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Evidence for tree-line fluctuation from Late Glacial-Holocene pollen diagrams from the subalpine zone of Mt Hauhungatahi, Tongariro National Park, New Zealand

by admin last modified 2008-03-25 01:48 PM

Horrocks M, Ogden J. 2000. The Holocene 10, 61-73.


Pollen diagrams from four sites along an altitudinal sequence on Mt Hauhungatahi support fossil wood data (Ogden et al., 1997) in suggesting a fluctuating Holocene tree-line not exceeding the altitude reached in the early Holocene. Tree-line forest at 1340-1390 m during the periods 10 100-7500 (calibrated) BP and 5400-3800 BP was associated with patchy sub-alpine scrub communities above and below this altitude. Rapid decline of this Halocarpus-Phyllocladus forest at c. 7500 BP, and again c. 3800 BP was probably due to volcanism. During 7500-5400 BP and 3800-1718 BP tree-line forest was replaced by sub-alpine scrub. The failure of forest to replace scrub during these two periods implies a long-lasting influence of the event which destroyed the forest, a continuation of disturbance events, or changed environmental conditions.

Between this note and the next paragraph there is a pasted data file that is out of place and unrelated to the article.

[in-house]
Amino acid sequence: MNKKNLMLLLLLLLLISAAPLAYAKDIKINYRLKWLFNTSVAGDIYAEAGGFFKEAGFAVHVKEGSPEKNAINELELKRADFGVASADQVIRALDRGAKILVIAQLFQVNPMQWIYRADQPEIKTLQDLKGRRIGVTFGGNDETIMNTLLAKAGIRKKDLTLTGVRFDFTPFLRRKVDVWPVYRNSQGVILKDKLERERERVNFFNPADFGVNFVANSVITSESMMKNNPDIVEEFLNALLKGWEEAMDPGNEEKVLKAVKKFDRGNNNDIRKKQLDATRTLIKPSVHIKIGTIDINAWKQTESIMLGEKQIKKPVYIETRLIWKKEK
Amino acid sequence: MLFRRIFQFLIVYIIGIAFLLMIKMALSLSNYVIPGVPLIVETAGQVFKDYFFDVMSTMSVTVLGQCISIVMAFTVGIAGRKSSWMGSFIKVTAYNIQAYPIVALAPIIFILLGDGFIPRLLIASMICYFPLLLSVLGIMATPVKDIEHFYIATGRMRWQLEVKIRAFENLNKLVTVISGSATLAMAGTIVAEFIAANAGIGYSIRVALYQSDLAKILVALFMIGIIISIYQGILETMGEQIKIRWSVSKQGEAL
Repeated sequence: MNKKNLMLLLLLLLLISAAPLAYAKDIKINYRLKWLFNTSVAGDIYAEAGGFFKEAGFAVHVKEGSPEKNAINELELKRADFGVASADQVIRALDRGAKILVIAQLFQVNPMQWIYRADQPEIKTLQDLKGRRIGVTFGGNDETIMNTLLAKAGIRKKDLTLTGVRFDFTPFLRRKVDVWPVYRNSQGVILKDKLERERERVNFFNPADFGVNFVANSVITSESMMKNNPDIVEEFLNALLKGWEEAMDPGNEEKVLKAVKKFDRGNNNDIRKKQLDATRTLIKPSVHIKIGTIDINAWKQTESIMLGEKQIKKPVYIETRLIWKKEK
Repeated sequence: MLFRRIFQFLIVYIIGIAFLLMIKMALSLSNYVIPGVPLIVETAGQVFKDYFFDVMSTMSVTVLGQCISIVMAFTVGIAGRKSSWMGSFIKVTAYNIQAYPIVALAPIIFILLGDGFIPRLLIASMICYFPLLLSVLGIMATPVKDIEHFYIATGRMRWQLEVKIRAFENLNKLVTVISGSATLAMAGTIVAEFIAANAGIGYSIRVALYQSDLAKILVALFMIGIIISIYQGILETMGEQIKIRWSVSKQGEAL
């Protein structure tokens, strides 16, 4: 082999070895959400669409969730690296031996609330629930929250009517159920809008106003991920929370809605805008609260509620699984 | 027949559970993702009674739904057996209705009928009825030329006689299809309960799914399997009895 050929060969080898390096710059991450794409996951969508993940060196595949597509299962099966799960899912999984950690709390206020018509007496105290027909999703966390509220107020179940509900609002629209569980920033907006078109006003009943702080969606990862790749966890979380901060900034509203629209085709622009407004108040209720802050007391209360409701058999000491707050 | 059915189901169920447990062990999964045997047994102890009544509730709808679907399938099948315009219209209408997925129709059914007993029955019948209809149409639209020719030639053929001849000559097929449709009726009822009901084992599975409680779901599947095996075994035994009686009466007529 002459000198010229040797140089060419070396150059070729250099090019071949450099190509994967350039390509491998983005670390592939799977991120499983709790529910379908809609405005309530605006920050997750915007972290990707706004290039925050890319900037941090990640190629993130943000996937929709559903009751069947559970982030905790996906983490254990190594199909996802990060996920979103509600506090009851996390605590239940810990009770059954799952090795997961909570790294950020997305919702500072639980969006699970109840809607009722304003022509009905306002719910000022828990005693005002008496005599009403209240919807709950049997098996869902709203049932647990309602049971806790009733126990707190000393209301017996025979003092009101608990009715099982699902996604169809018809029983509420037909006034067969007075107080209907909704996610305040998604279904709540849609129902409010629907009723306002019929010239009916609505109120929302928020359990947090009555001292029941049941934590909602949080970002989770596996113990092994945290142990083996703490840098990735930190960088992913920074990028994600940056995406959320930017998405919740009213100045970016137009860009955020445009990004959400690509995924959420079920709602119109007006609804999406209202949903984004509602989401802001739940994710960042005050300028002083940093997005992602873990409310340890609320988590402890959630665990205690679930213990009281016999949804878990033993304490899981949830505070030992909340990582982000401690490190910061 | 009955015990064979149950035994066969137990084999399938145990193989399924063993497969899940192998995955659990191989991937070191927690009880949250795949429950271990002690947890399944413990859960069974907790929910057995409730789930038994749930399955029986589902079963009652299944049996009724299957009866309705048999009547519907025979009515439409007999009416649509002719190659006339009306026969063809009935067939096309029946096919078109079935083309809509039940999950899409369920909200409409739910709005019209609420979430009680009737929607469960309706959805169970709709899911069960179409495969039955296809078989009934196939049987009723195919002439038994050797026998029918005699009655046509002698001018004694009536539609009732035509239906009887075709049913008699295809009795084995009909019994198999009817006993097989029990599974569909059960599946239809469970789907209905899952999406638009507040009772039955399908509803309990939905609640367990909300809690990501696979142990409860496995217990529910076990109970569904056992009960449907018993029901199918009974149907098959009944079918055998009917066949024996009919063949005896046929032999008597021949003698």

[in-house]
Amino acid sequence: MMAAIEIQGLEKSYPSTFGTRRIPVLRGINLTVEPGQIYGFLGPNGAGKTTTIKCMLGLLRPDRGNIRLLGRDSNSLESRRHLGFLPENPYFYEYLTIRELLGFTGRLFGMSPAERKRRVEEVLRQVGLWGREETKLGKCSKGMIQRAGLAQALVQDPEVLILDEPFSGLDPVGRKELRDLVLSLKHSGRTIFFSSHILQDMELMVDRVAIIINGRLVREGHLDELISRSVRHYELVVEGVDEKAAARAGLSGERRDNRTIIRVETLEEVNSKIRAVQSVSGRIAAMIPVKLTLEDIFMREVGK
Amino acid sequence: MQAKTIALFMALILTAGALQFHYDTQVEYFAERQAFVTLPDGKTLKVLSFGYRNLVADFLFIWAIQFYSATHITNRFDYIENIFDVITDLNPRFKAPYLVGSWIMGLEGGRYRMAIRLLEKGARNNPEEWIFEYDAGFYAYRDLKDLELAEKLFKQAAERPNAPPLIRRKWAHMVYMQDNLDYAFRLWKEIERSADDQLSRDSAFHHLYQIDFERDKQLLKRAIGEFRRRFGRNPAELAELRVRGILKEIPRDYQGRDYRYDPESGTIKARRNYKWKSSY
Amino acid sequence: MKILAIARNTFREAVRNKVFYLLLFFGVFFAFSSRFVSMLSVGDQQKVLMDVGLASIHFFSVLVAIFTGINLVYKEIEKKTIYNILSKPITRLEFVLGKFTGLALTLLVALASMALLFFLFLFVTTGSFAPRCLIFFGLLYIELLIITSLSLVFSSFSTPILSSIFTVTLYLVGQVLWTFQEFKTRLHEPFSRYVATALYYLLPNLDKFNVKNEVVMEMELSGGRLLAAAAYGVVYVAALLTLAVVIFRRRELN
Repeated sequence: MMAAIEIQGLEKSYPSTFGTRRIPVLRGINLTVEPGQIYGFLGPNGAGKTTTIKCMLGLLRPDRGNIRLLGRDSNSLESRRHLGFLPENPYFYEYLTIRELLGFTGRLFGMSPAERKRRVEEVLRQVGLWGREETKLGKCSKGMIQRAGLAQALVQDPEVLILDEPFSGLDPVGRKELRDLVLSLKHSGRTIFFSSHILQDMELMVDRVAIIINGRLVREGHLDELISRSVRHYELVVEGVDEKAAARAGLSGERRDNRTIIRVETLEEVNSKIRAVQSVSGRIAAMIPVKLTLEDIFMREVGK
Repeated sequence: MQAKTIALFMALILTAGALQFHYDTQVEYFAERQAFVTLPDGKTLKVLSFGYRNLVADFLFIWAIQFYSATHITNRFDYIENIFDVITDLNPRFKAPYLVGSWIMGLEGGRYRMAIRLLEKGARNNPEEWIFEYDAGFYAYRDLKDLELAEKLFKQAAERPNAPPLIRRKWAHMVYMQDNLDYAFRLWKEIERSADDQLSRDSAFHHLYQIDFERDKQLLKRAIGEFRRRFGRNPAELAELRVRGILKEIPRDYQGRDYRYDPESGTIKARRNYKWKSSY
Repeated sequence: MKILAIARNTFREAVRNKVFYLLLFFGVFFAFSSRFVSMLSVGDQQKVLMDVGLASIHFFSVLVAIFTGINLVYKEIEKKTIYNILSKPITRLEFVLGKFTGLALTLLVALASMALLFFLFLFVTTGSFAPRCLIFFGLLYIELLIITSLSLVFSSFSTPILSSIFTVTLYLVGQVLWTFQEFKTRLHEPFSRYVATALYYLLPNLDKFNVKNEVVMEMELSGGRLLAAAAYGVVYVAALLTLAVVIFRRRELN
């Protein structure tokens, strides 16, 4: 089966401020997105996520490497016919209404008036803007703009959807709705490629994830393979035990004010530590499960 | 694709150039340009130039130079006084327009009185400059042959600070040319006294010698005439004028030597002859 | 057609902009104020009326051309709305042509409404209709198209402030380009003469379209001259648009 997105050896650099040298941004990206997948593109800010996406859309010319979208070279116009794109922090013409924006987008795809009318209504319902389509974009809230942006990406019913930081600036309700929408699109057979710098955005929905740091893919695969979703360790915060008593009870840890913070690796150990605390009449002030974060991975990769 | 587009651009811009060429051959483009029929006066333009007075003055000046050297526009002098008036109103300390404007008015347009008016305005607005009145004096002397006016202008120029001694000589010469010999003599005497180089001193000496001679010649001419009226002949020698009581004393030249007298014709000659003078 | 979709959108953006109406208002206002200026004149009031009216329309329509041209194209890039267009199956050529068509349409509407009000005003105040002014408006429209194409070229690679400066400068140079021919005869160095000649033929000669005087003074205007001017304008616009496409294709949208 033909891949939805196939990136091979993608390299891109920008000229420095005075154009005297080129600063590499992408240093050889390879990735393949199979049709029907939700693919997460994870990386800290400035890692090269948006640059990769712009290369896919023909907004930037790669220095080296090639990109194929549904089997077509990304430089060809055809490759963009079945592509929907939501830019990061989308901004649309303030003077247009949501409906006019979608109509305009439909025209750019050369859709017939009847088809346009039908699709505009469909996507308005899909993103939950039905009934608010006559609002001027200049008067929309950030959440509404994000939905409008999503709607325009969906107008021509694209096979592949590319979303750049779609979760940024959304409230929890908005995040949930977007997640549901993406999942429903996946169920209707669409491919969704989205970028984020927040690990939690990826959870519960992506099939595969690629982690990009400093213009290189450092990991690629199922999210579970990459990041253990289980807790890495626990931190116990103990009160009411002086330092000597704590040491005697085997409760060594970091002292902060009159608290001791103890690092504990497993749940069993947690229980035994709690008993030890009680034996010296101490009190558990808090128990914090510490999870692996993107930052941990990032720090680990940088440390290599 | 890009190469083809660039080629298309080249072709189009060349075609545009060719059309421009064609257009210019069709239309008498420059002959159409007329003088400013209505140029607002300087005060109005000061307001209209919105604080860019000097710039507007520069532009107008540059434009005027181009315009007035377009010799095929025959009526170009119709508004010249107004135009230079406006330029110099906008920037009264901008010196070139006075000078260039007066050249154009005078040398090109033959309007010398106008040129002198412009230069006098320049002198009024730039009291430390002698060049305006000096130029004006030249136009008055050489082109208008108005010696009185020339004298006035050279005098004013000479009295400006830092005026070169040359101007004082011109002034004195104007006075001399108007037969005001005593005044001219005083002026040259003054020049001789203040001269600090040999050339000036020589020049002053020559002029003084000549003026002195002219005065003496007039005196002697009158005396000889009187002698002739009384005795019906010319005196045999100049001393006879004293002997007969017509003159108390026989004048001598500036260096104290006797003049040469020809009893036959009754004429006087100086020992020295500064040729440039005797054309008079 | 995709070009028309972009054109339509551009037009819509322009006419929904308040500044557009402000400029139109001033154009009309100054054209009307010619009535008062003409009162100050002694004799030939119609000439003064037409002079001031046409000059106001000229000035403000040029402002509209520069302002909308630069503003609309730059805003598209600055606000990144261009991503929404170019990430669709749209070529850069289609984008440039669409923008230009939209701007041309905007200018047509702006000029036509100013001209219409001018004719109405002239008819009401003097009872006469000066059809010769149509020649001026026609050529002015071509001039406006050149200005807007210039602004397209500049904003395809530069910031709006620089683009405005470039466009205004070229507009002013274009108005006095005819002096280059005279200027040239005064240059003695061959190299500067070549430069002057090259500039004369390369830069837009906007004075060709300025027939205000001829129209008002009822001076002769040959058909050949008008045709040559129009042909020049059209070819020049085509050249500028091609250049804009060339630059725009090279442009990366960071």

After the Taupo volcanic eruption (1718 BP) expansion of Libocedrus indicates an upwards movement of forest species into sub-alpine scrub, followed by a decline. Volcanism has probably affected the vegetation of Mt Hauhungatahi directly and indirectly (through effects on soil drainage) throughout the Holocene. Results are consistent with increased climatic variability since 7500 BP, and support the hypothesis that disturbance events can have persistent long-term effects on community composition and species distribution patterns.


Palynology, Late Glacial, Holocene, tree-line, disturbance, volcanism, Taupo Tephra eruption, Tongariro National Park.

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